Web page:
5.Chief of Heritage Defense Frank Earnest reported on the McClarin Case in Tennessee. This case involves a Mississippi Compatriot, who has a state (MS) issued SCV license plate on his car, that worked in Tennessee and was discharged from his job because of the license plate. The General Executive Council had voted funds for this case at the October meeting and since then the Mississippi Division and The Tennessee Division have provided funds. It was determined at the GEC meeting that more information is needed before any additional action should be taken by the GEC relative to this case.

6.Lt. Commander in Chief Michael Givens reported the following:

A. Membership as of Friday, March 27 is 28,611. This includes 48 Real Sons, 3410 Life Members and there are 332 Cadets.

B. The web page will in the future have information on it in a variety of languages.

C. The SCV logo race car is scheduled to run at Rockingham, NC on Sunday April 19.

Details will be posted has the event approaches.

D. The traveling display / kiosk that camps can borrow from GHQ for use at festival, gun shows and other public events is being used and was not present at GHQ as a camp has it deployed.

E. The initiative to bring in former members was discussed and it so far has retrieved 553 members who had dropped their membership. This initiative has also raised over 19K in dues and donations from these members who have now reinstated their membership in the SCV. Lists of former members from the various divisions that did NOT renew are available so the divisions can attempt to contact these men if they choose to do so.

7.The GEC voted to donate the statue of Jefferson Davis, his son and Jim Limber to Beauvoir based on the written request from the Board of Directors of Beauvoir. It will be located in a place of honor at the Jefferson Davis Presidential Library which will open in (approximately) 2011. The previous Presidential Library at Beauvoir, opened in 1998, was destroyed by Hurricane Katrina. Donations are needed to finalize payment for the statue.

8.Harris Connect made a presentation concerning publishing a new version of the SCV membership directory. The last membership directory was published in 2006 by Harris Connect. The new edition will be a Sesquicentennial Edition and can include up to 2 photos submitted by each SCV member who chooses to contribute his information to be used in the directory. Members will also be able to submit the names of up to five (5) ancestors for inclusion. The GEC voted to work with Harris Connect to publish the new directory. More will be announced on this project as the information becomes available.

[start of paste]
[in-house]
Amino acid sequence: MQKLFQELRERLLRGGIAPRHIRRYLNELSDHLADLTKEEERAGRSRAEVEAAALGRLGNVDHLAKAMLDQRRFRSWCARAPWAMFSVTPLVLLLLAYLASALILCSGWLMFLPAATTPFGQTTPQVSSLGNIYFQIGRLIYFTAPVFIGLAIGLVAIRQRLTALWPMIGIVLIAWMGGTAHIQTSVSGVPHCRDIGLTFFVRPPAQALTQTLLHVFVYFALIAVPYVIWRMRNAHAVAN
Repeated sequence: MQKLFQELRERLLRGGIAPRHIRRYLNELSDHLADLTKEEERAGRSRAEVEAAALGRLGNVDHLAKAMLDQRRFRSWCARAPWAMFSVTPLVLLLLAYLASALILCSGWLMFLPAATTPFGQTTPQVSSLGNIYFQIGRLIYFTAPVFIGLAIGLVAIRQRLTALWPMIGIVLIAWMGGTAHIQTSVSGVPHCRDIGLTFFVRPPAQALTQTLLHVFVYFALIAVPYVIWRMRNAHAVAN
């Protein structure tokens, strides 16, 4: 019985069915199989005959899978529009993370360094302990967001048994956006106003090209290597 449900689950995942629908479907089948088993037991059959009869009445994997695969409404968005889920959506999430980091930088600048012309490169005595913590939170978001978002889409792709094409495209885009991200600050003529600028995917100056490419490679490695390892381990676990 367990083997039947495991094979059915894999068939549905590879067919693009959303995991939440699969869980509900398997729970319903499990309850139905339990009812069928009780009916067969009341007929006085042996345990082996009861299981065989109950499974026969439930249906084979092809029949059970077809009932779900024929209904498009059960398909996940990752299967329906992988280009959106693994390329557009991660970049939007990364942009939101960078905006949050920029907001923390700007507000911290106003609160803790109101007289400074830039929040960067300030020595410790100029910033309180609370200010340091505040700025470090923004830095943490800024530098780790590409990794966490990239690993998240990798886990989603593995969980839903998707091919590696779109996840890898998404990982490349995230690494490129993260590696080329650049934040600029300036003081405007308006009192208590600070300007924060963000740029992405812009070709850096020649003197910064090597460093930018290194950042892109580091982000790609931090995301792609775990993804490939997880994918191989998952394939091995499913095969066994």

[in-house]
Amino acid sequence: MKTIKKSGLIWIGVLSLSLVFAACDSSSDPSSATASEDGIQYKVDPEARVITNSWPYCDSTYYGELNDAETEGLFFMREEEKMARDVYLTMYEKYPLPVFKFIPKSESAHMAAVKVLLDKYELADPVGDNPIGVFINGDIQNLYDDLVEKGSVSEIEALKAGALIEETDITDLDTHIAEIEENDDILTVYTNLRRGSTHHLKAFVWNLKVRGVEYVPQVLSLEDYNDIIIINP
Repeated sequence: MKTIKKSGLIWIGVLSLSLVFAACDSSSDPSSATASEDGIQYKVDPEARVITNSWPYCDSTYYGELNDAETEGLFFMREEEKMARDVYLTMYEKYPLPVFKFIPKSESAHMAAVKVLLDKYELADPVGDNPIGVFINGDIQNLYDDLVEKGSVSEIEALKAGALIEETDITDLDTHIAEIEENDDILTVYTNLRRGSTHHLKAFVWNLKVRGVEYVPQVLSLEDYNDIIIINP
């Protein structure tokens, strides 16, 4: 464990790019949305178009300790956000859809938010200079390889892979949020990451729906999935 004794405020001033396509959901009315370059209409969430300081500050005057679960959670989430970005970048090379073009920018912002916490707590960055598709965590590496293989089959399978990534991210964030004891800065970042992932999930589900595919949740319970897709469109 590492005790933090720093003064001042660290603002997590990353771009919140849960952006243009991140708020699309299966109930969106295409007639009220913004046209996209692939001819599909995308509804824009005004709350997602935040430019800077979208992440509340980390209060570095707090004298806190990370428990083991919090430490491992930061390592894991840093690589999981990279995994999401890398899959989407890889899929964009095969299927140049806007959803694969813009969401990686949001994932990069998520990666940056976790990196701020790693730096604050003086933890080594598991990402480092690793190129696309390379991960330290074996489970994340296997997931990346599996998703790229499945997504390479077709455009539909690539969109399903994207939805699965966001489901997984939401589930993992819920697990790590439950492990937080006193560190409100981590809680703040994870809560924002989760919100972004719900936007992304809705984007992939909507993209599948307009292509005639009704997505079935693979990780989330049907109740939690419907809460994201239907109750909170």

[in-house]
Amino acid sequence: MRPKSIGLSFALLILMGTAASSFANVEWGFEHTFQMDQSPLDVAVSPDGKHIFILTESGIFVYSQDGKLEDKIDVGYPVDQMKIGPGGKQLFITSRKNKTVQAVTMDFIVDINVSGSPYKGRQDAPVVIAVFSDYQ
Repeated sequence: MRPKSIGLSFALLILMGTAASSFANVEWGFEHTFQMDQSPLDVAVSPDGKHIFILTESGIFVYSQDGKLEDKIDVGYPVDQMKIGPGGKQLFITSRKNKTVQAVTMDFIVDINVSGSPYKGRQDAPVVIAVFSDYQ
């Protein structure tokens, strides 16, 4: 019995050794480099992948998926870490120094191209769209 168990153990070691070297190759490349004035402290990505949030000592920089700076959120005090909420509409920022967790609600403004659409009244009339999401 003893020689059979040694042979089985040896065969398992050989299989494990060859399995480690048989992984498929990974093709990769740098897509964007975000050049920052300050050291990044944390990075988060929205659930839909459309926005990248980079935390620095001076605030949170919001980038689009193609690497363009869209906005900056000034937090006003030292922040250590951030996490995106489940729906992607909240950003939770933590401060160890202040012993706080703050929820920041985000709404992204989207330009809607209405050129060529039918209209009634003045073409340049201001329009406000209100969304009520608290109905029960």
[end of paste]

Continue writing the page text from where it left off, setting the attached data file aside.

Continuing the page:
9.Loy Mauch, Chairman of the Hot Springs Reunion Committee, gave a presentation / progress report on the upcoming reunion this summer. Those hosting reunions are required to give in person reports to the GEC on a yearly basis.

10. The GEC reviewed the latest information / offer concerning the purchase of a tract of land adjacent to the land where Elm Springs is situated. The discussion with the land owner is continuing.

11.Past Commander in Chief Chris Sullivan gave a report on the status of the Mt. Jackson Cemetery. Past CIC Sullivan has been investigating what might be done at Mt. Jackson Cemetery to fulfill the request of Coiner Rosen, who had left a large donation to the SCV. The GEC voted to ask the trustees to seek a clear title and the GEC would then provide funds for the maintenance and upkeep of the cemetery .

12.South Carolina Division Commander Randy Burbage and Compatriot Trip Wilson gave a presentation on the proposed SCV JROTC Award. The South Carolina Division has been giving this award and requested it be sanctioned by the GEC to be issued to JROTC members outside of South Carolina. Currently the SCV is not officially listed in the JROTC awards manual as an approved provider of awards. The SCV becoming an officially recognized awarding organization will be perused. Commander Burbage stated that the administration of this award in South Carolina had been under the supervision of Compatriot "Trip" Wilson, a retired Master Chief Petty Officer. The expansion of this award beyond South Carolina will also be administered by Compatriot Wilson. The GEC agreed to this proposal.

13. Past Commander in Chief Ron Wilson and Denne Sweeney presented a proposal for the SCV to hire an experienced man in the area of fund raising dinners and auctions similar to those conducted by the NRA and Ducks Unlimited. This matter is undergoing further investigation to determine if it will be viable given the IRS restrictions on raffles.

14.Past CIC Sweeney made a proposal concerning modifications to the way the SCV selects the sites for and operates national Reunions. The proposal would establish a partnership between the General Organization and local camp(s) to organize Reunions. In order to implement the changes necessary to put this new approach into effect, amendments to the Constitution and Standing Orders would be required. The GEC was favorable to looking further at implementing Past Commander Sweeney's proposal.

15. ANV Commander Brag Bowling gave a report on the S. D. Lee Institute's recent meeting in Charleston, SC. He reported that 260 attended the seminar, the largest group to date. The next S. D. Lee Institute will be held at the Music City Sheraton in Nashville, TN on February 26 and 27, 2010. In 2011 it will return to Charleston, SC.

16.The General Executive Council approved the design for the certificates for the General Jo Shelby Award, The David O. Dodd Award and the War Service recognition.